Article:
Amid the seemingly endless bad news at the moment, a new initiative is trying to get people to think positively.
While the world may seem like it’s slowed to a crawl, there are still people out there creating and innovating. The Covid-19 pandemic has drastically altered how we’re living, but aspects of this change could lead to positive outcomes beyond the eradication of Covid-19, and that’s what BrightSpots aims to highlight.
Chris Clay is part of a team that’s curating some of these good changes, what they’re calling “bright spots”. Partnered with a group of world-renowned futurists and thinkers, Clay hopes to get people thinking about these positive changes.
But what defines a bright spot? The scope is broad at the moment. It could be a new project or initiative benefiting the environment, people or communities, new technologies or unexpected advantages of the current way the world is changing.
Clay says these could be from anyone, anywhere, and he’s especially interested in encouraging young people to get involved in finding these stories.
“Getting kids engaged in these good news stories means they can get a more balanced view of what’s going on, so it’s not just all of the dystopian headlines. Then they can be involved in this idea of, ‘What can we learn from this process and how can we make the future better as a result of it?’.”
BrightSpots is just over one week old, but has already received many submissions from people who’ve come across good work being done in the midst of Covid-19: positive stories from all over the world, like how wildlife trade has drastically reduced recently, and initiatives such as this online game called Foldit that’s helping in research for a potential Covid-19 cure. In the next few weeks, Clay wants to see hundreds more submissions, and encourages people to have a look through some of the good-news sites linked to from the BrightSpots website.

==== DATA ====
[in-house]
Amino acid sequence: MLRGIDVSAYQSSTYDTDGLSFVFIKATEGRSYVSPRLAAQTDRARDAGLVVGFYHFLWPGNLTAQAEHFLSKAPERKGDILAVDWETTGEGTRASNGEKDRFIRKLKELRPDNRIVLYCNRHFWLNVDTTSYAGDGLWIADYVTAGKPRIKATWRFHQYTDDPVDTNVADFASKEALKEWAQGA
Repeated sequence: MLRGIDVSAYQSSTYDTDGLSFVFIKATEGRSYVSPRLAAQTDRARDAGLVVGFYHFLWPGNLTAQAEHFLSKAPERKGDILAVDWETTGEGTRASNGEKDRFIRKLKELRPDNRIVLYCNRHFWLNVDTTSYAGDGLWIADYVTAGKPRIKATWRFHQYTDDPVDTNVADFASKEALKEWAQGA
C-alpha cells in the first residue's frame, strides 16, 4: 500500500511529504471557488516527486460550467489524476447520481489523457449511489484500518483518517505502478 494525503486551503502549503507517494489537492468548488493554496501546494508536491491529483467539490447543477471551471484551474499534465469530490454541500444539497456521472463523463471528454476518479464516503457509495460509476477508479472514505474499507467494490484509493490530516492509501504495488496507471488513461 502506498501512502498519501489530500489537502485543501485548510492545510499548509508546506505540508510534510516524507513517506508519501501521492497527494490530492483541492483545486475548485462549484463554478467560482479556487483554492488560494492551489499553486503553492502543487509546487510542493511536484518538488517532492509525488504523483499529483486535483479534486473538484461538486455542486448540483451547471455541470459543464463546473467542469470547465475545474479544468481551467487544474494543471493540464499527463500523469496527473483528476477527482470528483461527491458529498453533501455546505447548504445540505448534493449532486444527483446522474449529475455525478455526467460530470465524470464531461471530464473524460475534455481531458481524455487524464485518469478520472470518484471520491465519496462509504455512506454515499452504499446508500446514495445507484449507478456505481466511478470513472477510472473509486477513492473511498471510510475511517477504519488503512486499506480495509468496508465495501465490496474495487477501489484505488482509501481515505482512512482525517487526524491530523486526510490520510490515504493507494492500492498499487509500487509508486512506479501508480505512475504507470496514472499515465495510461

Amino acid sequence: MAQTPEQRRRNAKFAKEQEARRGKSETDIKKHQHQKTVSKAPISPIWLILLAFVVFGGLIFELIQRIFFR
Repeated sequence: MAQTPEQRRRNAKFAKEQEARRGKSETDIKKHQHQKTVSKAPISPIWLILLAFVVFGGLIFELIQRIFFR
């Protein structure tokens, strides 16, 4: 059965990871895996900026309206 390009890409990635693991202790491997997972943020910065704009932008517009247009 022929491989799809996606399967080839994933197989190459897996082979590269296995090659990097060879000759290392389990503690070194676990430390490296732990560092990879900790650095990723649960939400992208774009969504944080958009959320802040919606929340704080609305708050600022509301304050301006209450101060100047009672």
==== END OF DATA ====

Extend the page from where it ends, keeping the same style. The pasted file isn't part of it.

“We think it’s really important that people start looking for bright spots, from a psychological and resilience perspective,” he says. “Going to our good news library and engaging with sites in a way that they wouldn’t usually with TV news and things like that.”
Right now, Clay’s focused on creating resources to help children and teachers make use of the unique time we’re living in right now.
“We’re hoping by next week to have hundreds of secondary-aged students and some intermediate and primary-aged students participating in an activity we call frame-shifting. Basically, what they have to do is identify ways that the world has now changed as a result of [the pandemic], then answer the question, ‘Bow is the world better as a result of this change?’.”
An example of a positive change that’s been submitted relates to workplace accessibility issues: a BrightSpots user asked how we can ensure the accessibility of current online work and educational facilities continues after Covid. Clay says this is the type of thinking that leads to changes in how things operate, and now is the perfect time to be thinking about how we want the world to look in the future.
“Many commentators suggest that we are unlikely to see a swift return to normality at the end of these four weeks of restrictions. We are encouraging people to envisage what a new normal might look like. How can we come out of this crisis as a more just, inclusive, and regenerative society?”
And after we’re out of lockdown and the threat of Covid has dissipated, Clay hopes BrightSpots helps people to continue to think critically about how they want their futures to be shaped.
“We hope people are more eager to engage in futures thinking so we are more able to put our collective imaginations to work. We would be happy to be part of the infrastructure that makes this the new normal.”
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